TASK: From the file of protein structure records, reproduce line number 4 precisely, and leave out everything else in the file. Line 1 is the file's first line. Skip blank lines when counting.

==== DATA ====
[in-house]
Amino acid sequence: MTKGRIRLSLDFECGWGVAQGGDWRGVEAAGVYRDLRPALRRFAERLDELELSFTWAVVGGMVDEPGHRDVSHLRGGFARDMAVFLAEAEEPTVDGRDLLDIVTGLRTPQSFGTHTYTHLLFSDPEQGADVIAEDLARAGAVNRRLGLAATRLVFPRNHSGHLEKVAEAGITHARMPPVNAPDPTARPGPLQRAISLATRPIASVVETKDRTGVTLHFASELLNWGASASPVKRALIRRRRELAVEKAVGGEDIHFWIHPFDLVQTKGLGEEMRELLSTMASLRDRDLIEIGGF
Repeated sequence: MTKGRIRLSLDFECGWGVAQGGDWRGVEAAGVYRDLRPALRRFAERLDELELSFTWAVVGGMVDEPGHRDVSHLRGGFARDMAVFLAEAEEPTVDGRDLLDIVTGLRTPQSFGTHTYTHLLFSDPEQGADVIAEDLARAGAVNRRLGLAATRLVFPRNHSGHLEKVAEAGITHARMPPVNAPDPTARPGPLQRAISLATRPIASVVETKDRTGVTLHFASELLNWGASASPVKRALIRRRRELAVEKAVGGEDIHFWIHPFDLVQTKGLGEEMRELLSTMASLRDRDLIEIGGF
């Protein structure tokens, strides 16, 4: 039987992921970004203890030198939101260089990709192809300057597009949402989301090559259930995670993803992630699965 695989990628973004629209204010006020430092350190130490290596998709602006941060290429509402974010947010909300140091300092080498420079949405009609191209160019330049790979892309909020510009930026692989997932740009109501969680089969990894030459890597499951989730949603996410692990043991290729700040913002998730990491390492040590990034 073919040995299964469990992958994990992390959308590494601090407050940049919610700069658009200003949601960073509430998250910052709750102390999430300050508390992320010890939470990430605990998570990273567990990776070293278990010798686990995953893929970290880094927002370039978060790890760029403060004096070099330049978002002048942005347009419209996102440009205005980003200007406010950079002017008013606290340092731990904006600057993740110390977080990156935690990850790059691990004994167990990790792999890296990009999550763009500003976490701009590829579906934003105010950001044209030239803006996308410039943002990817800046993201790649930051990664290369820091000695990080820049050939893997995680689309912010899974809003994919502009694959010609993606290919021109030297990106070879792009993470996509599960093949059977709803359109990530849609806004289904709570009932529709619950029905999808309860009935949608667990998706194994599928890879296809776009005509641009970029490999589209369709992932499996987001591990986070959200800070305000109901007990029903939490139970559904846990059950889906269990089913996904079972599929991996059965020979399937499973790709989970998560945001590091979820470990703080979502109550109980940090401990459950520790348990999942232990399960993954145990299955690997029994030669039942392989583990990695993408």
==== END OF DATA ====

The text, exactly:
């Protein structure tokens, strides 16, 4: 039987992921970004203890030198939101260089990709192809300057597009949402989301090559259930995670993803992630699965 695989990628973004629209204010006020430092350190130490290596998709602006941060290429509402974010947010909300140091300092080498420079949405009609191209160019330049790979892309909020510009930026692989997932740009109501969680089969990894030459890597499951989730949603996410692990043991290729700040913002998730990491390492040590990034 073919040995299964469990992958994990992390959308590494601090407050940049919610700069658009200003949601960073509430998250910052709750102390999430300050508390992320010890939470990430605990998570990273567990990776070293278990010798686990995953893929970290880094927002370039978060790890760029403060004096070099330049978002002048942005347009419209996102440009205005980003200007406010950079002017008013606290340092731990904006600057993740110390977080990156935690990850790059691990004994167990990790792999890296990009999550763009500003976490701009590829579906934003105010950001044209030239803006996308410039943002990817800046993201790649930051990664290369820091000695990080820049050939893997995680689309912010899974809003994919502009694959010609993606290919021109030297990106070879792009993470996509599960093949059977709803359109990530849609806004289904709570009932529709619950029905999808309860009935949608667990998706194994599928890879296809776009005509641009970029490999589209369709992932499996987001591990986070959200800070305000109901007990029903939490139970559904846990059950889906269990089913996904079972599929991996059965020979399937499973790709989970998560945001590091979820470990703080979502109550109980940090401990459950520790348990999942232990399960993954145990299955690997029994030669039942392989583990990695993408």